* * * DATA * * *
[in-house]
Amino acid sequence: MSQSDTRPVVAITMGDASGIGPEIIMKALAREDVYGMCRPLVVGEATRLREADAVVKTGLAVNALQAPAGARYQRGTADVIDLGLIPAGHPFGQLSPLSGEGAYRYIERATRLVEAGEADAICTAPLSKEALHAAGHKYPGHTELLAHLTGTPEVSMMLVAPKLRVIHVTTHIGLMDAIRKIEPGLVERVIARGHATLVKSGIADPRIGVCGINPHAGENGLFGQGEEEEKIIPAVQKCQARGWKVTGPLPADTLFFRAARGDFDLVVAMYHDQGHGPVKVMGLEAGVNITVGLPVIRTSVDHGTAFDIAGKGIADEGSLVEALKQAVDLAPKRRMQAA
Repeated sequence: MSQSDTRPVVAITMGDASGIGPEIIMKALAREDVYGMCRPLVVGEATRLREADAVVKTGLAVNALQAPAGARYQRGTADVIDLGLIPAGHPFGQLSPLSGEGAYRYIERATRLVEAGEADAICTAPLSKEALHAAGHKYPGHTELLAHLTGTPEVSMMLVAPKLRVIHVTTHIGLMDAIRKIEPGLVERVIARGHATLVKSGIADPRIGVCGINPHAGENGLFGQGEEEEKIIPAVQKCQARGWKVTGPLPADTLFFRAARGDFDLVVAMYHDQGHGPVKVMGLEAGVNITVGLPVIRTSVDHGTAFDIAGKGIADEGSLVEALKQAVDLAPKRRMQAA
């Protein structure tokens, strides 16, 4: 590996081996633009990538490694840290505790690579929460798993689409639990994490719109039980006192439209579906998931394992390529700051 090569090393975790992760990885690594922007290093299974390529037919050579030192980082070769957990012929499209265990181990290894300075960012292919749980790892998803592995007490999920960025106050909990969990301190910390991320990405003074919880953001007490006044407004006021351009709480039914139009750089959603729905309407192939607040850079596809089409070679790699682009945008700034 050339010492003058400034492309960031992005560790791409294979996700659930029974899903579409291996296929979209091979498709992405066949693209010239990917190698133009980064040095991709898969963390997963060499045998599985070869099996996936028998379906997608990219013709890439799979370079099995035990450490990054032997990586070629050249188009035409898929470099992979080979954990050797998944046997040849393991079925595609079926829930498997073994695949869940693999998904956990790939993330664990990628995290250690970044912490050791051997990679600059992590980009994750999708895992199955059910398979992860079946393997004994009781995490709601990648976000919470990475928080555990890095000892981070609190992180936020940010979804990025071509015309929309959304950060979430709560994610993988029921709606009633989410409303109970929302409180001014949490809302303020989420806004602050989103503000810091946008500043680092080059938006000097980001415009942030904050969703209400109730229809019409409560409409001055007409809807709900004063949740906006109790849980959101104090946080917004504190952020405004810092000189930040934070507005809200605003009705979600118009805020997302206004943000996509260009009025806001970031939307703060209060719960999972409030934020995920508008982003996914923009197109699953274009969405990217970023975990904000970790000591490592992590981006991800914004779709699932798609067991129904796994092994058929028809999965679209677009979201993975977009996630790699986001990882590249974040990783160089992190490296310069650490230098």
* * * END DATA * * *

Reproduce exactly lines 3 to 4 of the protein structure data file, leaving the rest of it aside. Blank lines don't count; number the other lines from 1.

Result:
Repeated sequence: MSQSDTRPVVAITMGDASGIGPEIIMKALAREDVYGMCRPLVVGEATRLREADAVVKTGLAVNALQAPAGARYQRGTADVIDLGLIPAGHPFGQLSPLSGEGAYRYIERATRLVEAGEADAICTAPLSKEALHAAGHKYPGHTELLAHLTGTPEVSMMLVAPKLRVIHVTTHIGLMDAIRKIEPGLVERVIARGHATLVKSGIADPRIGVCGINPHAGENGLFGQGEEEEKIIPAVQKCQARGWKVTGPLPADTLFFRAARGDFDLVVAMYHDQGHGPVKVMGLEAGVNITVGLPVIRTSVDHGTAFDIAGKGIADEGSLVEALKQAVDLAPKRRMQAA
């Protein structure tokens, strides 16, 4: 590996081996633009990538490694840290505790690579929460798993689409639990994490719109039980006192439209579906998931394992390529700051 090569090393975790992760990885690594922007290093299974390529037919050579030192980082070769957990012929499209265990181990290894300075960012292919749980790892998803592995007490999920960025106050909990969990301190910390991320990405003074919880953001007490006044407004006021351009709480039914139009750089959603729905309407192939607040850079596809089409070679790699682009945008700034 050339010492003058400034492309960031992005560790791409294979996700659930029974899903579409291996296929979209091979498709992405066949693209010239990917190698133009980064040095991709898969963390997963060499045998599985070869099996996936028998379906997608990219013709890439799979370079099995035990450490990054032997990586070629050249188009035409898929470099992979080979954990050797998944046997040849393991079925595609079926829930498997073994695949869940693999998904956990790939993330664990990628995290250690970044912490050791051997990679600059992590980009994750999708895992199955059910398979992860079946393997004994009781995490709601990648976000919470990475928080555990890095000892981070609190992180936020940010979804990025071509015309929309959304950060979430709560994610993988029921709606009633989410409303109970929302409180001014949490809302303020989420806004602050989103503000810091946008500043680092080059938006000097980001415009942030904050969703209400109730229809019409409560409409001055007409809807709900004063949740906006109790849980959101104090946080917004504190952020405004810092000189930040934070507005809200605003009705979600118009805020997302206004943000996509260009009025806001970031939307703060209060719960999972409030934020995920508008982003996914923009197109699953274009969405990217970023975990904000970790000591490592992590981006991800914004779709699932798609067991129904796994092994058929028809999965679209677009979201993975977009996630790699986001990882590249974040990783160089992190490296310069650490230098």